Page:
Why Summer Is a Better Time to Invest Than You May Think


Some investors think the market is less of a good bet in summer months. There’s even a saying on Wall Street—“sell in May and go away”—that suggests avoiding the market altogether until after September.

That’s largely because the stock market can experience lower trade activity in the summertime, since a lot of people go on vacation, and because there have been some memorable summertime slumps. In the weeks surrounding the stock market crash in China in 2015 and the surprise Brexit vote in 2016, the U.S. stock market lost more than 5%, for example.

Overall, though, the data shows that summer can actually be a great time to invest.

Debunking the myth

The idea that summer is a weak time for the market didn’t hold true for the past two years, points out Brad McMillan, chief investment officer at Waltham, Massachusetts-based Commonwealth Financial Network. The S&P 500 rose almost 6% between May and September in 2017 and it rose 10% in 2018.

Combined, the months of June through August have experienced cumulative average returns of 2.9% since 1928, according to data from Yardeni Research. The only three-month stretch that has performed better is November to January.

Besides, taking money out only to put it back in a few months later isn’t a great strategy. Experts suggest you do the opposite in order to take advantage of what’s known as dollar-cost averaging, which means regularly adding money to your portfolio throughout the year to smooth out the price you pay for investments over time.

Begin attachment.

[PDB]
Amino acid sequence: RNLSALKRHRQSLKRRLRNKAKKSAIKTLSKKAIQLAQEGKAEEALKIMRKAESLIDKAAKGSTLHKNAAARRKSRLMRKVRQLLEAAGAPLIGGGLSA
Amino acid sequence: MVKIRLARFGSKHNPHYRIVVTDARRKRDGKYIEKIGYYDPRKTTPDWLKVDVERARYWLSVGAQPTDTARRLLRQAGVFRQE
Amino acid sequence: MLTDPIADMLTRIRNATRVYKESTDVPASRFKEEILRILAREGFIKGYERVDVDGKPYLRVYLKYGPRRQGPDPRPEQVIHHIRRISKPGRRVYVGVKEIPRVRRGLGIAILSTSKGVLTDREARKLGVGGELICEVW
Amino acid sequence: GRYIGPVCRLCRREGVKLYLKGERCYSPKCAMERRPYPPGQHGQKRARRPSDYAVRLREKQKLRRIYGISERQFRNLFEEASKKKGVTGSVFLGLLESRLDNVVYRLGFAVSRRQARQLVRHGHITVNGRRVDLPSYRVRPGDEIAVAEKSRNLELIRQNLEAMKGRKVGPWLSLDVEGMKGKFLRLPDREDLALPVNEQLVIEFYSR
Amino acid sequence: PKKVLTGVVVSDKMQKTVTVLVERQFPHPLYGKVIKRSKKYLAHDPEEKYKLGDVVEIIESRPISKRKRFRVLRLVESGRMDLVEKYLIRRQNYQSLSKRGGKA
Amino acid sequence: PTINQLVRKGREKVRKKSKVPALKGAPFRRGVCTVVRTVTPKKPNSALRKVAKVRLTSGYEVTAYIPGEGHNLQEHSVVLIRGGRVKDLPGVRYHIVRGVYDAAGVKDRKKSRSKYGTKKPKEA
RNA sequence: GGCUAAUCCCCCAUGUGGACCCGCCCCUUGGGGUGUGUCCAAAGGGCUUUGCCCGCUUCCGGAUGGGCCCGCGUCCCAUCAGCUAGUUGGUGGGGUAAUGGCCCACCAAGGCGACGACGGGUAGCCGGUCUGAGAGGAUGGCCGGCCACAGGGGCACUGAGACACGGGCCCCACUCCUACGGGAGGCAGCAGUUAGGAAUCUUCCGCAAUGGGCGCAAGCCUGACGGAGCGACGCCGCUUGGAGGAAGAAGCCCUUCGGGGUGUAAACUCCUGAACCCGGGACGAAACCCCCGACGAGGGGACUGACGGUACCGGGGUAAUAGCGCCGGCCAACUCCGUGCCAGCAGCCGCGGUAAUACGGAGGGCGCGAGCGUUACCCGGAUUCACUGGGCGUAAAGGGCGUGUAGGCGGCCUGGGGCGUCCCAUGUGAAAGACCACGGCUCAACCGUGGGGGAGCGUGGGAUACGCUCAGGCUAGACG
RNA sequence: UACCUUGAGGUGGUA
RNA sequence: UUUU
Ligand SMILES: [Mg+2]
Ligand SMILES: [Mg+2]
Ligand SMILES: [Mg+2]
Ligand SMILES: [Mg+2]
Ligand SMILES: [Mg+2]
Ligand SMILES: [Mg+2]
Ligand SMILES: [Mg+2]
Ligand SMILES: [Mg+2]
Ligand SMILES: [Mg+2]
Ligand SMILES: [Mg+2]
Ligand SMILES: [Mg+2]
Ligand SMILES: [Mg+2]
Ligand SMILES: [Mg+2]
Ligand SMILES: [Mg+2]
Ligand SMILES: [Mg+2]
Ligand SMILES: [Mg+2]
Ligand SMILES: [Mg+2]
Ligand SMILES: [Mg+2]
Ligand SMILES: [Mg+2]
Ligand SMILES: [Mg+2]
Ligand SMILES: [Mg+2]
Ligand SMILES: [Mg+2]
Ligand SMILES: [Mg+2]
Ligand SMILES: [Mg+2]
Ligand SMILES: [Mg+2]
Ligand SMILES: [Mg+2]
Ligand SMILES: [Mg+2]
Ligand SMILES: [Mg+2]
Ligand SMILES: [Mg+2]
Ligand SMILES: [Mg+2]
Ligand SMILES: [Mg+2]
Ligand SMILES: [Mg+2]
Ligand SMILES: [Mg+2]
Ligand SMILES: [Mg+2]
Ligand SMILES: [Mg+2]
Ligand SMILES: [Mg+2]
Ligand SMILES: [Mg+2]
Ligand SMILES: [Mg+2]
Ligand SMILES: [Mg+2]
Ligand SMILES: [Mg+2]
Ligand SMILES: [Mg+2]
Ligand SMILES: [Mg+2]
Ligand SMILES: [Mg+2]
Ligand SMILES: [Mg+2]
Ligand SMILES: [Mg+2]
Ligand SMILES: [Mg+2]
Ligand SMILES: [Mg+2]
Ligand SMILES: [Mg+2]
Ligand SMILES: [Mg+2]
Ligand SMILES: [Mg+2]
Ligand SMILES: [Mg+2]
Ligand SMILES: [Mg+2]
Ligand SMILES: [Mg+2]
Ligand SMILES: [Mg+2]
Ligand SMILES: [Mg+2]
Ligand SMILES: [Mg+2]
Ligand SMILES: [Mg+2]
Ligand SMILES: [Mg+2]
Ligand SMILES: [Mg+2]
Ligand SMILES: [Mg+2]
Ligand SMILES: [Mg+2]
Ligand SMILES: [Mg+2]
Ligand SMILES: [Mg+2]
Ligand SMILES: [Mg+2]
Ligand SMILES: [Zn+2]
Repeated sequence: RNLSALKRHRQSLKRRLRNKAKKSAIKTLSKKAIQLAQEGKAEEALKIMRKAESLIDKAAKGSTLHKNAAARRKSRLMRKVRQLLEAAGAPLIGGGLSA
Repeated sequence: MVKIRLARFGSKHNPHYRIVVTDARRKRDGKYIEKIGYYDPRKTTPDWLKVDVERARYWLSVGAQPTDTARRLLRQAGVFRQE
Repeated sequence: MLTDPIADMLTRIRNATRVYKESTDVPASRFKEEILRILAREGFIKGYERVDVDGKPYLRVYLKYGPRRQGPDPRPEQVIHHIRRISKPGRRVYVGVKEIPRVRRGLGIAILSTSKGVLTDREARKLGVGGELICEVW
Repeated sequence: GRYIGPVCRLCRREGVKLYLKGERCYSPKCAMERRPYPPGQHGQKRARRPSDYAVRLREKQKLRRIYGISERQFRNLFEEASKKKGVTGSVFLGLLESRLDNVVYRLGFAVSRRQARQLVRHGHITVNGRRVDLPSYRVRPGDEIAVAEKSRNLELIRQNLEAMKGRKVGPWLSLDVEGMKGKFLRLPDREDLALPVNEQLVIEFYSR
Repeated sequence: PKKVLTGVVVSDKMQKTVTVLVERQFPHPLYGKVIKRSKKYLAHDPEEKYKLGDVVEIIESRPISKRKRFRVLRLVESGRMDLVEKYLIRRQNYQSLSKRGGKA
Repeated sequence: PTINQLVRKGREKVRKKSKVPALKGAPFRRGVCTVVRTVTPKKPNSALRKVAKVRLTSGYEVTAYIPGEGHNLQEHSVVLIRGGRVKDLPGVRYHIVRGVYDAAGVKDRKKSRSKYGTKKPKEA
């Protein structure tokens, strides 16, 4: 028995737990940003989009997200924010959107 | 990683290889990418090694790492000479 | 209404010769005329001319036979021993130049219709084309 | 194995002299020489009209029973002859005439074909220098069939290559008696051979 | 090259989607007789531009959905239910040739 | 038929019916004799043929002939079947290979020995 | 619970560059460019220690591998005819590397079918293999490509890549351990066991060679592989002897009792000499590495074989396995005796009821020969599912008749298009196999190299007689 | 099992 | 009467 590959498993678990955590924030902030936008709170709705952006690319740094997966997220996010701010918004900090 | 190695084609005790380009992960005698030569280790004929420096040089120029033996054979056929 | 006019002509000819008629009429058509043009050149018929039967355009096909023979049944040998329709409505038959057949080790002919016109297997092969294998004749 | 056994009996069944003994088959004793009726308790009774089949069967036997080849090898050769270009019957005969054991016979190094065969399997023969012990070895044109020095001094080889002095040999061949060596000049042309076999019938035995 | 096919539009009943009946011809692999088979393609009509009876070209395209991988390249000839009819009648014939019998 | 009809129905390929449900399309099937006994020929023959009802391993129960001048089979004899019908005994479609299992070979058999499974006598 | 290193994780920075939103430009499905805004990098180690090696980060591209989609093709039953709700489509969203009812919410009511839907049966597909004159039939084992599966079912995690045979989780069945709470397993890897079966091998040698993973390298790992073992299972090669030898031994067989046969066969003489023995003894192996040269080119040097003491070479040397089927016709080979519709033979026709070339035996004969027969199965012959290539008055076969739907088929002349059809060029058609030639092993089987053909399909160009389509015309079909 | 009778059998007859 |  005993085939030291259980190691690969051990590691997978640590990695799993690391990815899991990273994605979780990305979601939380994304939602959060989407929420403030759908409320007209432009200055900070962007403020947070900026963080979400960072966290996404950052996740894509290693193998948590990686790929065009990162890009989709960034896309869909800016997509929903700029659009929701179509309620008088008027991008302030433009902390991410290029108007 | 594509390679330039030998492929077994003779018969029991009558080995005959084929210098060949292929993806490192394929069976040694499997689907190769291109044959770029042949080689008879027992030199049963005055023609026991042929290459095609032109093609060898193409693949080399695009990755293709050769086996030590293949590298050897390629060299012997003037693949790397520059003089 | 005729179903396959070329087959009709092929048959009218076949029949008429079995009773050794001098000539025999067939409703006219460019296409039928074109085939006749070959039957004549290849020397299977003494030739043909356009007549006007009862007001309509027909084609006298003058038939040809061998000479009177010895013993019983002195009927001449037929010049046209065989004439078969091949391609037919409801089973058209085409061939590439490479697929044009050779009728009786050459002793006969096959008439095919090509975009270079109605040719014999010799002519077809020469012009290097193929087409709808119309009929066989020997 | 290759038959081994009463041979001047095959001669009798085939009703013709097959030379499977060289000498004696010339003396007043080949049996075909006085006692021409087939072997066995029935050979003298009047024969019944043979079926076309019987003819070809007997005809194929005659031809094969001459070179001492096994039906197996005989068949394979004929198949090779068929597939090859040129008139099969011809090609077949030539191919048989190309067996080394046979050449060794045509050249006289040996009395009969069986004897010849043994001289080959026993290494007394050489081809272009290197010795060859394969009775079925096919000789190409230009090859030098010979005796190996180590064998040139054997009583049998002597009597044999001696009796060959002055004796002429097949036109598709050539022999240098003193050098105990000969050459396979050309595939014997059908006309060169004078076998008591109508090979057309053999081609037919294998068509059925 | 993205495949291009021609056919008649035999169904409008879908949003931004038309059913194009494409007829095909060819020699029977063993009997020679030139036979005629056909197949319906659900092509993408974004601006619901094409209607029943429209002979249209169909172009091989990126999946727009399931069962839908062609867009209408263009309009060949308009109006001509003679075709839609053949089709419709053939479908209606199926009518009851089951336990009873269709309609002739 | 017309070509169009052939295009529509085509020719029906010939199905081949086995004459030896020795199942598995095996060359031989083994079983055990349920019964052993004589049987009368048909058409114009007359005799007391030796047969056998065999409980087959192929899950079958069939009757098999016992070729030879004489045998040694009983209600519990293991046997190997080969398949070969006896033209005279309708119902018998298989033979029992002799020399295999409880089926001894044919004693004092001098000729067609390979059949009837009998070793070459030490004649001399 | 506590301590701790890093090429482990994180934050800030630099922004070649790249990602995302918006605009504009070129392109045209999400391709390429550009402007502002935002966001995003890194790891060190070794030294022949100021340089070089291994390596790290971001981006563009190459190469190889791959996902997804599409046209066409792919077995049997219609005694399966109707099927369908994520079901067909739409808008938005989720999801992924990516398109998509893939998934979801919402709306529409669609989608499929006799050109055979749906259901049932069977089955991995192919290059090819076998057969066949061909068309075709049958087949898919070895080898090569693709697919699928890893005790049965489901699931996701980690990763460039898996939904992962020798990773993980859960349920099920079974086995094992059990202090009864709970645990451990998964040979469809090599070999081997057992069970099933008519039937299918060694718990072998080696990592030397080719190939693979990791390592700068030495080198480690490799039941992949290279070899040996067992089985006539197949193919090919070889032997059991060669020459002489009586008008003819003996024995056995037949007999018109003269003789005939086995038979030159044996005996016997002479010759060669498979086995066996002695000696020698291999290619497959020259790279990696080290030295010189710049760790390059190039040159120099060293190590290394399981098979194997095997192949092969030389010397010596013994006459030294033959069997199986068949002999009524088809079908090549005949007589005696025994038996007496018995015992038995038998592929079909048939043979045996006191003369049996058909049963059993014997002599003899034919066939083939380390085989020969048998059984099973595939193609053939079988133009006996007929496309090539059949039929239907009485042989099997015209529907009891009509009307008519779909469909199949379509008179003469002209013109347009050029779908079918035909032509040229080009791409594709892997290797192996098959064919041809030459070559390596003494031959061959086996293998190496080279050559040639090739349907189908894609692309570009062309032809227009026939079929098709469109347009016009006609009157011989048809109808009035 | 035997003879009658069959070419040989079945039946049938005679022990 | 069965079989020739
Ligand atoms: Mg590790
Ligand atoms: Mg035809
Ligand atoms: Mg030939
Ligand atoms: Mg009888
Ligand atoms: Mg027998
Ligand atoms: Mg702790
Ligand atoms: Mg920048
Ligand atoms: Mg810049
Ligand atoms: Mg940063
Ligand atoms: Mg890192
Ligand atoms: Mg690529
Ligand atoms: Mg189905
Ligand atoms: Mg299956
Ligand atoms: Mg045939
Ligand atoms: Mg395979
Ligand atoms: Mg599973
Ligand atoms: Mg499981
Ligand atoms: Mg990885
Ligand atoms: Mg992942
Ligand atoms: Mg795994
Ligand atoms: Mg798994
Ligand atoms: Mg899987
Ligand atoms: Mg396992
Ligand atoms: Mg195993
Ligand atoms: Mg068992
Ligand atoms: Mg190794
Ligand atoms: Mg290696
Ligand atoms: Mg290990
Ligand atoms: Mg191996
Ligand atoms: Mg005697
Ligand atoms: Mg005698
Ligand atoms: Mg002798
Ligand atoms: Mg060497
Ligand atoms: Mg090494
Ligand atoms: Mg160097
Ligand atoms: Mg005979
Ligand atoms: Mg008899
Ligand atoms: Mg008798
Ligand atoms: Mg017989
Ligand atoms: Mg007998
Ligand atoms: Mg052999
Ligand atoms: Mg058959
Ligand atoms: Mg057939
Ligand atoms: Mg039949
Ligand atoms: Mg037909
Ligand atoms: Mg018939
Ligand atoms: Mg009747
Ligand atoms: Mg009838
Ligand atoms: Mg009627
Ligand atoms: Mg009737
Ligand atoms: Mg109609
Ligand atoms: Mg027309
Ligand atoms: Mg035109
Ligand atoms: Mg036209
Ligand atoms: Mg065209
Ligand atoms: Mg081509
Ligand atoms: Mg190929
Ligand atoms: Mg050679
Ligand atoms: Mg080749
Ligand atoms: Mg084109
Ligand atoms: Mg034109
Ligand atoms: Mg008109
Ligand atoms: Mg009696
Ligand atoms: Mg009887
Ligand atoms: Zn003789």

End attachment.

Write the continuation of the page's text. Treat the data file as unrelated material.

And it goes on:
How to invest during the summer

Consistency is key to success when investing for the long haul, so you shouldn’t alter your long-term investing strategy based on what month it is. Still, sometimes what’s happening in the broader market can be a good reminder to do a portfolio checkup—reevaluating your broader investment objectives and deciding whether your current investments still make sense—to ensure you’re on track to meet your goals.

Also, you can also look out for good bargains.

For long-term investors, the concerns that might shake up the market—including the U.S.-China trade spat and possible military action between the U.S. and Iran—can create an opportunity, says George Young, a partner and portfolio manager at Villere & Co. in New Orleans. If the market gets bumpy, or there’s a return of the summertime malaise, you may be able to buy investments on your watch list at lower prices.

McMillan says to keep your long-term goals in mind whenever short-term bouts of bumpiness arise: “By buying cheaper, you lower the average cost of your whole portfolio, which will help returns over time.”

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